As the Peninsula began to develop, specific industries such as lumber, construction, shipping and tanning began to flourish.
Each of these required hard-working, able-bodied men. Without them, none of said industries would survive.
Other industries became a natural outgrowth of the aforementioned ones- the saloon and brewing industries spawned.
As commerce expanded, so did the list of local saloons and breweries.
Many establishments also included bath houses where a hard-working guy could get cleaned up...for a price. Then, he could head to the nearest saloon and engage with others, enjoy a nice meal and put down a drink or two, again for a price.
One establishment, the Snug Saloon, offered a barber shop as well. The entire treatment (i.e., bath/shower/haircut) was available for 25 cents.
At one point, as many as 30 saloons were doing business in Redwood City.
One of the most frequented of the local hangouts was the Poplar Saloon. Its owner, William “Billy” Calahan, was rather enterprising. His place offered two billiard tables and an oyster bar.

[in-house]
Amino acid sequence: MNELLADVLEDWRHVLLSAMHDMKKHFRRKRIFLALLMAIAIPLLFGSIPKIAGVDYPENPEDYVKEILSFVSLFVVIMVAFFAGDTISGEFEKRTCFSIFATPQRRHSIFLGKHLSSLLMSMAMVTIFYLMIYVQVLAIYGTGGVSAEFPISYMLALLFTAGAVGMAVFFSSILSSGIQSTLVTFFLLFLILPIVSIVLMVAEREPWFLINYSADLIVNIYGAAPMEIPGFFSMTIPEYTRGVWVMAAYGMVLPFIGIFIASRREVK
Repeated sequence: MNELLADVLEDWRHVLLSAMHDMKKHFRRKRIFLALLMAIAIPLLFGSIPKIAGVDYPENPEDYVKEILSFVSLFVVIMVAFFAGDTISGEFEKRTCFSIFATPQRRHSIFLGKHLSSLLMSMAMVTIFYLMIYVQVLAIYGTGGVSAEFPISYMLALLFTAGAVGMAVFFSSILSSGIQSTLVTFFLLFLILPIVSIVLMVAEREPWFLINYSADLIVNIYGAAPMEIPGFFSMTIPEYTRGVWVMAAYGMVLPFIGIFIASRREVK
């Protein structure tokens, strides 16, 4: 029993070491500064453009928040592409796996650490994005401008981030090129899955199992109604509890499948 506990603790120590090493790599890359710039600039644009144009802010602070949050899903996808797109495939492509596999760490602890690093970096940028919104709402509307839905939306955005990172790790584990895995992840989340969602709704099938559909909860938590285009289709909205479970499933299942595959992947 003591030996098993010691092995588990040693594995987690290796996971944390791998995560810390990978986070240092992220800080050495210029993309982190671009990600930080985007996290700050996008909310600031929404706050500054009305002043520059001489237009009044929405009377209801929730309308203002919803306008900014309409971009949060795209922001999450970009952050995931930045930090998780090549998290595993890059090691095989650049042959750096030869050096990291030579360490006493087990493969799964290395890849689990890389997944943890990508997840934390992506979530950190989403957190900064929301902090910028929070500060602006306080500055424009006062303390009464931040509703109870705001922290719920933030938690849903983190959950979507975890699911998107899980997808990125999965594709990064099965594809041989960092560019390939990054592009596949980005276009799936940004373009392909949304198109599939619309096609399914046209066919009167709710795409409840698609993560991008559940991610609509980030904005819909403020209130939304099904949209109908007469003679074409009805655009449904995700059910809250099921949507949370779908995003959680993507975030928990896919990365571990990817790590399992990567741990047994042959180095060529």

Down the road, about a mile from the downtown places, was a neighborhood known as Five Points. Due to its relatively isolated location, one must be careful in this part of town.
An example of life in this area took place in 1885 when saloon keeper Joseph Hidalgo was shot and killed by a patron at the Central Saloon.
Another well-known establishment was Bernasque. In addition to serving French food, ‘discrete’ lodging was offered.
The saloon business in Redwood City kept hard-working men entertained and fed for many years. These establishments gave rise to several breweries, which we’ll discuss later. Stay tuned...
Everything else is just history